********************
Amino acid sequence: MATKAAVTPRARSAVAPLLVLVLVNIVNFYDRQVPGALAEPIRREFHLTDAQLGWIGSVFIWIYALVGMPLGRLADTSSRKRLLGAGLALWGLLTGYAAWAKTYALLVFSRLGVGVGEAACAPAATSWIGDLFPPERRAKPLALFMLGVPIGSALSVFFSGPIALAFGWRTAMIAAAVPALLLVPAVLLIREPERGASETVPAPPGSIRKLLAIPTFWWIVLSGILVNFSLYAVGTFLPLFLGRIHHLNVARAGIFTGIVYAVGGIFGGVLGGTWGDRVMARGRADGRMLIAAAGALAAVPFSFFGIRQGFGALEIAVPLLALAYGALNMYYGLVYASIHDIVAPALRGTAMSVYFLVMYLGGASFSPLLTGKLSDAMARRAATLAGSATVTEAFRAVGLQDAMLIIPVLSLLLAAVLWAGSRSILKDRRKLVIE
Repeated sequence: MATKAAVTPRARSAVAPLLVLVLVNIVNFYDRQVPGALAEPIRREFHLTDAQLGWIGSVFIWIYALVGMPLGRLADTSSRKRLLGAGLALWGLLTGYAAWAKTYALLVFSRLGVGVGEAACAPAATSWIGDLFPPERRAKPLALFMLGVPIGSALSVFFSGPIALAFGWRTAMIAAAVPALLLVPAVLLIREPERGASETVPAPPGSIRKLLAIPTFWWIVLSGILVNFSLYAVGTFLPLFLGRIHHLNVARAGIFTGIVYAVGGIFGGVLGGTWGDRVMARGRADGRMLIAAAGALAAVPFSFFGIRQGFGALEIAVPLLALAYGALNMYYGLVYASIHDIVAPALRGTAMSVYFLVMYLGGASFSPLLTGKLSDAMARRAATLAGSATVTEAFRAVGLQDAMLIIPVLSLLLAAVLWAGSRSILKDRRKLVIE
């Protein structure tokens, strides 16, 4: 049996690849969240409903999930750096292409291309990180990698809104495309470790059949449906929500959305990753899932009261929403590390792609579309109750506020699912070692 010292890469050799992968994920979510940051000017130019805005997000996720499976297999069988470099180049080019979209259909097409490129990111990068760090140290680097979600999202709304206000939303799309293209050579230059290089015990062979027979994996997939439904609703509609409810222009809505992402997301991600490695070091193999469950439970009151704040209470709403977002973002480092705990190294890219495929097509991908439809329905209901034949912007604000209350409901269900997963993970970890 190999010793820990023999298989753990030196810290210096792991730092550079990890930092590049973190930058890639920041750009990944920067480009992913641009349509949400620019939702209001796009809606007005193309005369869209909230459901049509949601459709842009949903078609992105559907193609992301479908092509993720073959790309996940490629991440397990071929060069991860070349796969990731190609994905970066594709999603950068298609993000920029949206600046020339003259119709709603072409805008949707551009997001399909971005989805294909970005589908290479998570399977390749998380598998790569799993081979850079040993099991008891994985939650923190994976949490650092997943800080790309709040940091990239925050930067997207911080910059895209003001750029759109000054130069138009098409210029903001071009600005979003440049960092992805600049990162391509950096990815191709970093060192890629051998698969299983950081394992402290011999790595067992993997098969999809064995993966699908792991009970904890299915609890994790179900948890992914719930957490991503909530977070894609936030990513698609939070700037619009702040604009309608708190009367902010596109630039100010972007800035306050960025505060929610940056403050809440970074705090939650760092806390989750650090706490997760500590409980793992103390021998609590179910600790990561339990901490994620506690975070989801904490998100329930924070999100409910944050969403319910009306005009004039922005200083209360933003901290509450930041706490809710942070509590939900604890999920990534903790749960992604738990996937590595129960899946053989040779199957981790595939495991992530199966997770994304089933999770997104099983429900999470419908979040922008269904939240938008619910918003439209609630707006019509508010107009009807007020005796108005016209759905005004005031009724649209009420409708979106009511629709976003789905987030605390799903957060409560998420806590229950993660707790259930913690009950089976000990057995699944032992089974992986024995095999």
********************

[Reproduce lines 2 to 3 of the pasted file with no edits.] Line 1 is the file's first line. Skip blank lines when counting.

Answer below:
Repeated sequence: MATKAAVTPRARSAVAPLLVLVLVNIVNFYDRQVPGALAEPIRREFHLTDAQLGWIGSVFIWIYALVGMPLGRLADTSSRKRLLGAGLALWGLLTGYAAWAKTYALLVFSRLGVGVGEAACAPAATSWIGDLFPPERRAKPLALFMLGVPIGSALSVFFSGPIALAFGWRTAMIAAAVPALLLVPAVLLIREPERGASETVPAPPGSIRKLLAIPTFWWIVLSGILVNFSLYAVGTFLPLFLGRIHHLNVARAGIFTGIVYAVGGIFGGVLGGTWGDRVMARGRADGRMLIAAAGALAAVPFSFFGIRQGFGALEIAVPLLALAYGALNMYYGLVYASIHDIVAPALRGTAMSVYFLVMYLGGASFSPLLTGKLSDAMARRAATLAGSATVTEAFRAVGLQDAMLIIPVLSLLLAAVLWAGSRSILKDRRKLVIE
């Protein structure tokens, strides 16, 4: 049996690849969240409903999930750096292409291309990180990698809104495309470790059949449906929500959305990753899932009261929403590390792609579309109750506020699912070692 010292890469050799992968994920979510940051000017130019805005997000996720499976297999069988470099180049080019979209259909097409490129990111990068760090140290680097979600999202709304206000939303799309293209050579230059290089015990062979027979994996997939439904609703509609409810222009809505992402997301991600490695070091193999469950439970009151704040209470709403977002973002480092705990190294890219495929097509991908439809329905209901034949912007604000209350409901269900997963993970970890 190999010793820990023999298989753990030196810290210096792991730092550079990890930092590049973190930058890639920041750009990944920067480009992913641009349509949400620019939702209001796009809606007005193309005369869209909230459901049509949601459709842009949903078609992105559907193609992301479908092509993720073959790309996940490629991440397990071929060069991860070349796969990731190609994905970066594709999603950068298609993000920029949206600046020339003259119709709603072409805008949707551009997001399909971005989805294909970005589908290479998570399977390749998380598998790569799993081979850079040993099991008891994985939650923190994976949490650092997943800080790309709040940091990239925050930067997207911080910059895209003001750029759109000054130069138009098409210029903001071009600005979003440049960092992805600049990162391509950096990815191709970093060192890629051998698969299983950081394992402290011999790595067992993997098969999809064995993966699908792991009970904890299915609890994790179900948890992914719930957490991503909530977070894609936030990513698609939070700037619009702040604009309608708190009367902010596109630039100010972007800035306050960025505060929610940056403050809440970074705090939650760092806390989750650090706490997760500590409980793992103390021998609590179910600790990561339990901490994620506690975070989801904490998100329930924070999100409910944050969403319910009306005009004039922005200083209360933003901290509450930041706490809710942070509590939900604890999920990534903790749960992604738990996937590595129960899946053989040779199957981790595939495991992530199966997770994304089933999770997104099983429900999470419908979040922008269904939240938008619910918003439209609630707006019509508010107009009807007020005796108005016209759905005004005031009724649209009420409708979106009511629709976003789905987030605390799903957060409560998420806590229950993660707790259930913690009950089976000990057995699944032992089974992986024995095999």